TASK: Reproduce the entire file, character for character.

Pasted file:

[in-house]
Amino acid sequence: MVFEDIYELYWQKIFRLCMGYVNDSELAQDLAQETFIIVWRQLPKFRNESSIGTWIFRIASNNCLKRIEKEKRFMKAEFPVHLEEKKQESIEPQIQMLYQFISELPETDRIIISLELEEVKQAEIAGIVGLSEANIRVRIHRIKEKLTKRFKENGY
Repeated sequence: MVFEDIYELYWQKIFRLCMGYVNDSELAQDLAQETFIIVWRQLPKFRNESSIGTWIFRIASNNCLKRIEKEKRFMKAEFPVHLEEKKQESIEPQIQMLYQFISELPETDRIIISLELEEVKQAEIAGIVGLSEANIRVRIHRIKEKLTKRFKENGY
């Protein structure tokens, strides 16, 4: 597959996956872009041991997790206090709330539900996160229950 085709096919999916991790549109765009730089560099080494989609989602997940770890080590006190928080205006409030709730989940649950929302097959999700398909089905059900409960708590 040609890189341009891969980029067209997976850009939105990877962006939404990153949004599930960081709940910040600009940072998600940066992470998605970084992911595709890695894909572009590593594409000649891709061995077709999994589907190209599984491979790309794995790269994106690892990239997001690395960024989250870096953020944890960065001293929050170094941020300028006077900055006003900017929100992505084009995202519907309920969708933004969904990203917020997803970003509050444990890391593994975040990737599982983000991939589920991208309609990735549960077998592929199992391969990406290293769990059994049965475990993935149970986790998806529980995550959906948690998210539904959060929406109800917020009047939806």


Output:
[in-house]
Amino acid sequence: MVFEDIYELYWQKIFRLCMGYVNDSELAQDLAQETFIIVWRQLPKFRNESSIGTWIFRIASNNCLKRIEKEKRFMKAEFPVHLEEKKQESIEPQIQMLYQFISELPETDRIIISLELEEVKQAEIAGIVGLSEANIRVRIHRIKEKLTKRFKENGY
Repeated sequence: MVFEDIYELYWQKIFRLCMGYVNDSELAQDLAQETFIIVWRQLPKFRNESSIGTWIFRIASNNCLKRIEKEKRFMKAEFPVHLEEKKQESIEPQIQMLYQFISELPETDRIIISLELEEVKQAEIAGIVGLSEANIRVRIHRIKEKLTKRFKENGY
């Protein structure tokens, strides 16, 4: 597959996956872009041991997790206090709330539900996160229950 085709096919999916991790549109765009730089560099080494989609989602997940770890080590006190928080205006409030709730989940649950929302097959999700398909089905059900409960708590 040609890189341009891969980029067209997976850009939105990877962006939404990153949004599930960081709940910040600009940072998600940066992470998605970084992911595709890695894909572009590593594409000649891709061995077709999994589907190209599984491979790309794995790269994106690892990239997001690395960024989250870096953020944890960065001293929050170094941020300028006077900055006003900017929100992505084009995202519907309920969708933004969904990203917020997803970003509050444990890391593994975040990737599982983000991939589920991208309609990735549960077998592929199992391969990406290293769990059994049965475990993935149970986790998806529980995550959906948690998210539904959060929406109800917020009047939806």